John Wolaver

    6
    May 14, 2019
    I MADE THIS ONE YESTERDAY FROM MY FRONT PORCH WITH MY 200-500. I like it but it is VERY heavy.
     
  12. I shoot both and have done so for several years. Purely from a standpoint of image quality, for all practical purposes there is no noticeable difference. The only real downside is the shorter focal length. On the other hand the AF-S 80-400 is much smaller/lighter, has wider focal range, is much easier/quicker to zoom, and has better lens coatings (though I can't say that I notice a difference in typical shooting situations).

    So it basically boils down to whether you can live with a lens that is 20 percent shorter. When I was recently making a similar consideration I used LR to review all of my images shot with the 200-500 and what percentage of them were shot at various focal lengths. Objective data like that is always helpful for me.
     
  13. Hi,

    I have both the latest version of the 80-400 and the 200-500. The 200-500 has a longer reach (duh...) as I shoot mostly birds and wildlife the 200-500 is better for me. Now for some comparisons, my version of the 200-500 is sharper at 500mm than the 80-400 at 400 in terms of lines per millimeter. when dialed back to 400mm both are equally sharp. The 200-500 focuses faster than the 80-400 so my keeper rate is higher with it. The 200-500 is much cheaper than the 80-400 and is probably the best value for a long lens.

    Both are heavy lenses but light in comparison to the 180-400 f4 or the 400mm f2.8 so it depends on what you want to do. The 300pf with the 1.4 tc is sharper and focuses much faster than the 80-400. I only use the 80-400 when I need to zoom out wide. For birds I use the 200-500 mostly at 500mm. The 300pf with the 1.4 TC is the lightest and fastest option, but it is 420mm so the 200-500 usually wins out on birding trips.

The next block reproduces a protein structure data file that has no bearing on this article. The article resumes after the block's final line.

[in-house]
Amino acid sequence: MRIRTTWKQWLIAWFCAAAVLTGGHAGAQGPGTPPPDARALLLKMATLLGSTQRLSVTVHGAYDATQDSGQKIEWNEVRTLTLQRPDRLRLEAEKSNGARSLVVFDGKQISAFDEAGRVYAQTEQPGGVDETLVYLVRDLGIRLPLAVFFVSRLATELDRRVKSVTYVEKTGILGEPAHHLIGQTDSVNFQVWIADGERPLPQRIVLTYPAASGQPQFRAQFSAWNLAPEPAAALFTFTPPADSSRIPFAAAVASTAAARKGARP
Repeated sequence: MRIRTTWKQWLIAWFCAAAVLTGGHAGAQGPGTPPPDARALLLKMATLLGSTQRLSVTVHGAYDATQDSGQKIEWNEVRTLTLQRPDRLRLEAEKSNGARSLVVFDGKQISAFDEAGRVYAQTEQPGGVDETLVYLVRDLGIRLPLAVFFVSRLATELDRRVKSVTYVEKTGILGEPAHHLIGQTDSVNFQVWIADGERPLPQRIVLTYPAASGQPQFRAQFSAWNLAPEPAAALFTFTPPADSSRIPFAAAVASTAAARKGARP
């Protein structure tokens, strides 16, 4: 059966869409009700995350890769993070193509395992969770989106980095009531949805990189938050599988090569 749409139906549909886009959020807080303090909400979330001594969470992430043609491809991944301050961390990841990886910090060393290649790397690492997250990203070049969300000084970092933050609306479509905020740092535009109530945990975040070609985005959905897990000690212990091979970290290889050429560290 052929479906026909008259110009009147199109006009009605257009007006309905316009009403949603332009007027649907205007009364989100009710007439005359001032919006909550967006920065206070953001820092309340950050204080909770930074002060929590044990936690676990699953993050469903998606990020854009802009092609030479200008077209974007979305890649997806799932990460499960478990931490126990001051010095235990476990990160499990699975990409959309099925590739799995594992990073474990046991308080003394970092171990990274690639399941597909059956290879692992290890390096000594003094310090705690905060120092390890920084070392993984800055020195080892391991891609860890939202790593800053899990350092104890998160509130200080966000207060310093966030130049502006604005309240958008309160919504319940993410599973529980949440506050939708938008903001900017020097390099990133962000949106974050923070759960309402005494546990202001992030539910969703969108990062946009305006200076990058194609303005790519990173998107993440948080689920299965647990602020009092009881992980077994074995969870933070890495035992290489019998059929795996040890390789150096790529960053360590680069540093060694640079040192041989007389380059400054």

I have the 500Pf on order and if ever arrives then I will be using the 300pf and the 500pf when I go birding.

    Hope this helps

    Cheers,
    alexis and Georgie Beagle

    "Mom, your 500Pf? I think not. it is mine, all mine, my precious, ha ha ha...." - Georgie Beagle
     
  14. John Wolaver

    John Wolaver

    6
    May 14, 2019
    I have decided to keep my 200-500 for now. I plan to buy a 70-200 f/2.8 for close shots. Is that a good pick?
     
  15. yes, that's a great lens, If you're shooting DX I'd recommend the V1 to save some money. I got one on fredmiranda.com for $799 in like new condition
     
  16. Butlerkid

    Butlerkid Cafe Ambassador Moderator

    Apr 8, 2008
    Rutledge, Tennessee
    Karen
    The 70-200/2.8 is an excellent lens, but I very seldom use it for birds. Although it takes a teleconverter well, it is generally too short for birds.

    I use both the 300 PF + teleconverter and the 80-400 AF-S as backups to my 600mm when birding. The 70-200/2.8 always stays home when I'm birding.
     
    • Agree Agree x 1